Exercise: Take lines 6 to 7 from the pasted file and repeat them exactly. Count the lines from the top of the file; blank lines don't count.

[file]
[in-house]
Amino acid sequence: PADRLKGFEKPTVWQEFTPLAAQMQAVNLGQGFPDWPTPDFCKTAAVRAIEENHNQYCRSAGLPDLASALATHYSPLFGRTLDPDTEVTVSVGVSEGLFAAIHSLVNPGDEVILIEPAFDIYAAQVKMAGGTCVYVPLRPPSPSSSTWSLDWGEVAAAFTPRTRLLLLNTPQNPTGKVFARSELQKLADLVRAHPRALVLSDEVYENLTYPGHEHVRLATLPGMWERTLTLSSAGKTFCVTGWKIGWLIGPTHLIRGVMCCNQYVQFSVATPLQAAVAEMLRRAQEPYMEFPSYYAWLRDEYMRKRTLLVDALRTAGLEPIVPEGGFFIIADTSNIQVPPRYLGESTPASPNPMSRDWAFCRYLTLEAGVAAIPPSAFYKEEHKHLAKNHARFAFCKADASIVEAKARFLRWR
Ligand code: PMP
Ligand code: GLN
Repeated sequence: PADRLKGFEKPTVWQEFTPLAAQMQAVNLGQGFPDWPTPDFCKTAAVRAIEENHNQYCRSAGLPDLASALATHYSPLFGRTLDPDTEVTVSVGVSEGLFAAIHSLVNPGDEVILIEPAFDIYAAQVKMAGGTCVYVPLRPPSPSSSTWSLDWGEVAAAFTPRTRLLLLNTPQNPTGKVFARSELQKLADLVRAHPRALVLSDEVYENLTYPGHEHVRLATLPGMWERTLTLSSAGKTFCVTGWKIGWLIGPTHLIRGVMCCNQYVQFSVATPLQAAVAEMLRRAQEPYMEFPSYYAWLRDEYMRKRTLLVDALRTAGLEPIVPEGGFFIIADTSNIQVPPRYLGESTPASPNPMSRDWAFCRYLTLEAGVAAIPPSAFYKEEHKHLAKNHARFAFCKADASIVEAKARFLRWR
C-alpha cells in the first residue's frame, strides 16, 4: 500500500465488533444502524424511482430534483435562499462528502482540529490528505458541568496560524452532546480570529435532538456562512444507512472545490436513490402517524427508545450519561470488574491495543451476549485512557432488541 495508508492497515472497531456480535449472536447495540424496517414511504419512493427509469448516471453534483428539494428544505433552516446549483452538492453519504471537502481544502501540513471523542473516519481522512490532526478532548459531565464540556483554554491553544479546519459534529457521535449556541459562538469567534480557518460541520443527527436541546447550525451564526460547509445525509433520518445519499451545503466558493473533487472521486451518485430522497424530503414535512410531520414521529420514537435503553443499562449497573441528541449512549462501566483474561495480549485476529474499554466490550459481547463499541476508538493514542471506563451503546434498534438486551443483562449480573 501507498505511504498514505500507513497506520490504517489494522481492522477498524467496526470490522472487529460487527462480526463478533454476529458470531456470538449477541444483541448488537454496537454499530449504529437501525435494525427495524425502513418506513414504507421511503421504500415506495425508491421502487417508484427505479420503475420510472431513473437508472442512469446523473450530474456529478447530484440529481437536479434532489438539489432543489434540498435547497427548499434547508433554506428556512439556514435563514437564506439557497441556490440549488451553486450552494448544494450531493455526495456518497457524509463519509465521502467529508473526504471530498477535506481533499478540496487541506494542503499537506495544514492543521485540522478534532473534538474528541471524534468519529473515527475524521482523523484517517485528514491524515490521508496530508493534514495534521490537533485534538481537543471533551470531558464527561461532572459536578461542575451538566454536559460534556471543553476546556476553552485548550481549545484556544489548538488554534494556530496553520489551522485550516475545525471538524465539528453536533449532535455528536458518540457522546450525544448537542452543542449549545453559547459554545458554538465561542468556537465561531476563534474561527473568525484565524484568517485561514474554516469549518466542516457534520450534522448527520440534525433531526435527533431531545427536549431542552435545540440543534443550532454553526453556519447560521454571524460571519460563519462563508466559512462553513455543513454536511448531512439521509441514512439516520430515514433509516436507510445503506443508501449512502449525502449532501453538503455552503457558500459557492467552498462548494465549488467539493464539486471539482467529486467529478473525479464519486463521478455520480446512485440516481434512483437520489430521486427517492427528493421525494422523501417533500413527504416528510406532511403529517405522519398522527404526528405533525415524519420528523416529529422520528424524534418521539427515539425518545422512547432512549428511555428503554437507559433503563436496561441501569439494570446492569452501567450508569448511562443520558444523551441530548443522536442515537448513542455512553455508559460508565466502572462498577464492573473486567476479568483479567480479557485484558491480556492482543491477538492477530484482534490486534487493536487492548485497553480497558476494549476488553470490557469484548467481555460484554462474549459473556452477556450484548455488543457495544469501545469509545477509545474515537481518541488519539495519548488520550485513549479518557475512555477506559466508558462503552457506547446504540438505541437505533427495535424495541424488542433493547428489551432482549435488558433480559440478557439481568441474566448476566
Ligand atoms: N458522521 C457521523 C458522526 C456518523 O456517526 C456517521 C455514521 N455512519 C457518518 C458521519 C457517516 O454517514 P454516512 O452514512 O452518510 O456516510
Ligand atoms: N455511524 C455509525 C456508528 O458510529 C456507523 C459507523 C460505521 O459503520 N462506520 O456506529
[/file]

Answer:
C-alpha cells in the first residue's frame, strides 16, 4: 500500500465488533444502524424511482430534483435562499462528502482540529490528505458541568496560524452532546480570529435532538456562512444507512472545490436513490402517524427508545450519561470488574491495543451476549485512557432488541 495508508492497515472497531456480535449472536447495540424496517414511504419512493427509469448516471453534483428539494428544505433552516446549483452538492453519504471537502481544502501540513471523542473516519481522512490532526478532548459531565464540556483554554491553544479546519459534529457521535449556541459562538469567534480557518460541520443527527436541546447550525451564526460547509445525509433520518445519499451545503466558493473533487472521486451518485430522497424530503414535512410531520414521529420514537435503553443499562449497573441528541449512549462501566483474561495480549485476529474499554466490550459481547463499541476508538493514542471506563451503546434498534438486551443483562449480573 501507498505511504498514505500507513497506520490504517489494522481492522477498524467496526470490522472487529460487527462480526463478533454476529458470531456470538449477541444483541448488537454496537454499530449504529437501525435494525427495524425502513418506513414504507421511503421504500415506495425508491421502487417508484427505479420503475420510472431513473437508472442512469446523473450530474456529478447530484440529481437536479434532489438539489432543489434540498435547497427548499434547508433554506428556512439556514435563514437564506439557497441556490440549488451553486450552494448544494450531493455526495456518497457524509463519509465521502467529508473526504471530498477535506481533499478540496487541506494542503499537506495544514492543521485540522478534532473534538474528541471524534468519529473515527475524521482523523484517517485528514491524515490521508496530508493534514495534521490537533485534538481537543471533551470531558464527561461532572459536578461542575451538566454536559460534556471543553476546556476553552485548550481549545484556544489548538488554534494556530496553520489551522485550516475545525471538524465539528453536533449532535455528536458518540457522546450525544448537542452543542449549545453559547459554545458554538465561542468556537465561531476563534474561527473568525484565524484568517485561514474554516469549518466542516457534520450534522448527520440534525433531526435527533431531545427536549431542552435545540440543534443550532454553526453556519447560521454571524460571519460563519462563508466559512462553513455543513454536511448531512439521509441514512439516520430515514433509516436507510445503506443508501449512502449525502449532501453538503455552503457558500459557492467552498462548494465549488467539493464539486471539482467529486467529478473525479464519486463521478455520480446512485440516481434512483437520489430521486427517492427528493421525494422523501417533500413527504416528510406532511403529517405522519398522527404526528405533525415524519420528523416529529422520528424524534418521539427515539425518545422512547432512549428511555428503554437507559433503563436496561441501569439494570446492569452501567450508569448511562443520558444523551441530548443522536442515537448513542455512553455508559460508565466502572462498577464492573473486567476479568483479567480479557485484558491480556492482543491477538492477530484482534490486534487493536487492548485497553480497558476494549476488553470490557469484548467481555460484554462474549459473556452477556450484548455488543457495544469501545469509545477509545474515537481518541488519539495519548488520550485513549479518557475512555477506559466508558462503552457506547446504540438505541437505533427495535424495541424488542433493547428489551432482549435488558433480559440478557439481568441474566448476566
Ligand atoms: N458522521 C457521523 C458522526 C456518523 O456517526 C456517521 C455514521 N455512519 C457518518 C458521519 C457517516 O454517514 P454516512 O452514512 O452518510 O456516510